Choosing a colocation site may be a massive decision, but price should not be the final decision-maker. The location should always be the most important consideration.
Of course, your budget is always going to be crucial in any venture of this size, as is your business’ current needs and your potential need to scale things in the future. However, the location should always drive your decision.
The Importance of Your Site’s Location
As complex as this process may be, your reasons for doing it are incredibly simple: You need off-site storage in the event that an unforeseen emergency compromises your primary data location.
So, boiled down to basics, your off-site facility needs to be located far enough away from your primary data location that it won’t be affected or compromised by the same events.
This may include:
- Natural disasters
- Power outages
- Connectivity outages
- Cyber attacks
- Equipment failure
- Human error (Still the biggest threat)
Decision-makers need to consider all of the worst-case scenarios in choosing their colocation. This is why a New York-based stockbroking firm should consider a location away from hurricanes and snowstorms, or a Silicon Valley tech firm would want their location far away from earthquake zones.
Your colocation site must always be a safe distance from these disasters. They also, obviously, need to be easily accessible from major roads and highways, while remaining connected to well-maintained and reliable power generators and systems.
If you’re still early in this process, we invite you to click the following link for information on data center services and everything you need to consider.
Far Away Does Not Need to Mean Out of Reach
Speed is always of the essence in times of crisis. You need to implement a disaster recovery (DR) center to minimize downtime and restore information as quickly as possible, while keeping the cost of the outage or incident as low as possible.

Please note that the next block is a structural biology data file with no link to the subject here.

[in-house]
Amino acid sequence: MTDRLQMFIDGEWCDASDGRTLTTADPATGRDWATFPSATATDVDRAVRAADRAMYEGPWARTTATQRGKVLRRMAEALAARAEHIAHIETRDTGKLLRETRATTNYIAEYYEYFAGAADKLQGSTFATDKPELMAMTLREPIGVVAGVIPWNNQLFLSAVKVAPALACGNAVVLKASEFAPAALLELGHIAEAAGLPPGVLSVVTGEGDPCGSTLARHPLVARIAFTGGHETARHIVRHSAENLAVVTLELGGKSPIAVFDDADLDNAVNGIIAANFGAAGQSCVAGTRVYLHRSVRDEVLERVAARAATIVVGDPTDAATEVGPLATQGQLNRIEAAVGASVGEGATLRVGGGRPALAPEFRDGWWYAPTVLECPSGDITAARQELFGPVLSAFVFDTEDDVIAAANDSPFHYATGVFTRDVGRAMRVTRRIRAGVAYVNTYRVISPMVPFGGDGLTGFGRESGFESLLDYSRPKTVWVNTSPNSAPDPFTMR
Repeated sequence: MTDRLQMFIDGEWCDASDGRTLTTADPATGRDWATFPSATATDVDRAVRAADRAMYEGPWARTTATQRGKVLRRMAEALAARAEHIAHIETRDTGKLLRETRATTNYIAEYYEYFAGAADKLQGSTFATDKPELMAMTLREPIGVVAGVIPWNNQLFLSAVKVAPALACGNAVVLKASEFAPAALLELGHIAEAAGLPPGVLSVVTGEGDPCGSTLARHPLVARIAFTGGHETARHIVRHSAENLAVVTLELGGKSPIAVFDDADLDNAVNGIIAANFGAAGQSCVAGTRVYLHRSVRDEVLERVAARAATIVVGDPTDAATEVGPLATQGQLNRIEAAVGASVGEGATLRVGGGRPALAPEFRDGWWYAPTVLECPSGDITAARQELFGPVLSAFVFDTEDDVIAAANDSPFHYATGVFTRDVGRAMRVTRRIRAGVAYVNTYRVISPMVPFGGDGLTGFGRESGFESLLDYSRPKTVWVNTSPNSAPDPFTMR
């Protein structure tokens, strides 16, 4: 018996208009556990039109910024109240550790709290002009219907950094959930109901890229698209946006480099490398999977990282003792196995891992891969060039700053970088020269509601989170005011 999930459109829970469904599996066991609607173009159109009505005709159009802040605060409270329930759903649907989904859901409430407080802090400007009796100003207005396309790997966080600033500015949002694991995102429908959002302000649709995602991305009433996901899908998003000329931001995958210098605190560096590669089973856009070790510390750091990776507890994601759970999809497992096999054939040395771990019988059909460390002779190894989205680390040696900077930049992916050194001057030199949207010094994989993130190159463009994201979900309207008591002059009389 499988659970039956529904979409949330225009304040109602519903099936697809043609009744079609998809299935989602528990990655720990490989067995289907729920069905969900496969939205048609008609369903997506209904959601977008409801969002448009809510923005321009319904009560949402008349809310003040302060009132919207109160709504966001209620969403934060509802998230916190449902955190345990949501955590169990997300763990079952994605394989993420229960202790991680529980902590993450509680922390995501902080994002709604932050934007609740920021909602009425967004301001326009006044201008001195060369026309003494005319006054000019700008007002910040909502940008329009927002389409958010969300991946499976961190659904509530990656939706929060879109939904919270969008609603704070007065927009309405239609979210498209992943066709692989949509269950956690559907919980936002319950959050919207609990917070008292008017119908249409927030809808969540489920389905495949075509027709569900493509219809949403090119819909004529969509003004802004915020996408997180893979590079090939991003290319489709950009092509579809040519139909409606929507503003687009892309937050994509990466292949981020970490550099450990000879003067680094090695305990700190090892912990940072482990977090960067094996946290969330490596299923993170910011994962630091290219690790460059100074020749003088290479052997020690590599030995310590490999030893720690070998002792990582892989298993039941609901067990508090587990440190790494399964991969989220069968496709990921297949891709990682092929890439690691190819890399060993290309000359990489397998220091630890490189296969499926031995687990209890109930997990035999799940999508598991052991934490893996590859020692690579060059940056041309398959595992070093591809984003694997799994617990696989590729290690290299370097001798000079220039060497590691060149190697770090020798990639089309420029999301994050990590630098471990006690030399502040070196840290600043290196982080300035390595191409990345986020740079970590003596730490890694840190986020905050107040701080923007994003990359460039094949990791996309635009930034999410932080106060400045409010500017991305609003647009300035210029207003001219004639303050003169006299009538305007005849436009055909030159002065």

Not too long ago, if your colocation facility was on the other side of the country, you may have gained security but sacrificed accessibility. An internal site was thought to be the best option when recovery speed was paramount.
However, today’s technology has made a hybrid approach leveraging both internal external sites the best of both worlds, giving you security, flexibility, and accessibility.
You should strongly consider leveraging the hybrid model of your own on-site data centers, colocation data center providers, and public infrastructure as a service (IaaS) such as Microsoft Azure.
A hybrid cloud infrastructure can transfer data between internal and external data sites via a wide access network, or WAN. This method will give you the ability to access your storage resources via a public recovery cloud, while maintaining and protecting your critical data in a private cloud.
Even if your needs include huge volumes of data or high-volume computation, the hybrid cloud infrastructure allows for complex coverage. You can secure physical resources without having to maintain your own facility, while your data can still be restored from a public or private cloud.
Of course, there are countless other variables to consider when making this decision and you will need to factor in your potential needs in the future, should the need to scale arrive. However, location will always be key, and you should never make your decision solely on price.